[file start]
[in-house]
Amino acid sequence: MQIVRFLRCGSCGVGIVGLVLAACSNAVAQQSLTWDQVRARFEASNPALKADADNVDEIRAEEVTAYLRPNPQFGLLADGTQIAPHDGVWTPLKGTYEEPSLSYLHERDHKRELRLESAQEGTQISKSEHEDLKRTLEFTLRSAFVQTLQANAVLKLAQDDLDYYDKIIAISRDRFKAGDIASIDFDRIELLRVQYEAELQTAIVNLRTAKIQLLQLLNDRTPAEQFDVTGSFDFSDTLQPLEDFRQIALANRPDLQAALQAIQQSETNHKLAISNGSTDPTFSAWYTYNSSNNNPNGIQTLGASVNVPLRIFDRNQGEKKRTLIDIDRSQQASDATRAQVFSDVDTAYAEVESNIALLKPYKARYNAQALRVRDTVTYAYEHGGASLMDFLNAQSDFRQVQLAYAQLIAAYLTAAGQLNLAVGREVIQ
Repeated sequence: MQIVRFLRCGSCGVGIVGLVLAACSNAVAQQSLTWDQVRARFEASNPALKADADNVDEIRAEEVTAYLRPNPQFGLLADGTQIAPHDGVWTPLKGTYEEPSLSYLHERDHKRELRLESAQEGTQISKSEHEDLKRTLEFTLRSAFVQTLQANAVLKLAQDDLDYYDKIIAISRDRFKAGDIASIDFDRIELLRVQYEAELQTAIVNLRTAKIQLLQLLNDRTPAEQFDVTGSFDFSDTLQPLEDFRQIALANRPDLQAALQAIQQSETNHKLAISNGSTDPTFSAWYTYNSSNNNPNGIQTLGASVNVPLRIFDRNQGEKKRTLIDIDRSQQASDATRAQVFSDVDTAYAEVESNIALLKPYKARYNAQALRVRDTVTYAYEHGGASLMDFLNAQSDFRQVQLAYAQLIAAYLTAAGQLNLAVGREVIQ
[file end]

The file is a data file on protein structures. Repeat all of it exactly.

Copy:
[in-house]
Amino acid sequence: MQIVRFLRCGSCGVGIVGLVLAACSNAVAQQSLTWDQVRARFEASNPALKADADNVDEIRAEEVTAYLRPNPQFGLLADGTQIAPHDGVWTPLKGTYEEPSLSYLHERDHKRELRLESAQEGTQISKSEHEDLKRTLEFTLRSAFVQTLQANAVLKLAQDDLDYYDKIIAISRDRFKAGDIASIDFDRIELLRVQYEAELQTAIVNLRTAKIQLLQLLNDRTPAEQFDVTGSFDFSDTLQPLEDFRQIALANRPDLQAALQAIQQSETNHKLAISNGSTDPTFSAWYTYNSSNNNPNGIQTLGASVNVPLRIFDRNQGEKKRTLIDIDRSQQASDATRAQVFSDVDTAYAEVESNIALLKPYKARYNAQALRVRDTVTYAYEHGGASLMDFLNAQSDFRQVQLAYAQLIAAYLTAAGQLNLAVGREVIQ
Repeated sequence: MQIVRFLRCGSCGVGIVGLVLAACSNAVAQQSLTWDQVRARFEASNPALKADADNVDEIRAEEVTAYLRPNPQFGLLADGTQIAPHDGVWTPLKGTYEEPSLSYLHERDHKRELRLESAQEGTQISKSEHEDLKRTLEFTLRSAFVQTLQANAVLKLAQDDLDYYDKIIAISRDRFKAGDIASIDFDRIELLRVQYEAELQTAIVNLRTAKIQLLQLLNDRTPAEQFDVTGSFDFSDTLQPLEDFRQIALANRPDLQAALQAIQQSETNHKLAISNGSTDPTFSAWYTYNSSNNNPNGIQTLGASVNVPLRIFDRNQGEKKRTLIDIDRSQQASDATRAQVFSDVDTAYAEVESNIALLKPYKARYNAQALRVRDTVTYAYEHGGASLMDFLNAQSDFRQVQLAYAQLIAAYLTAAGQLNLAVGREVIQ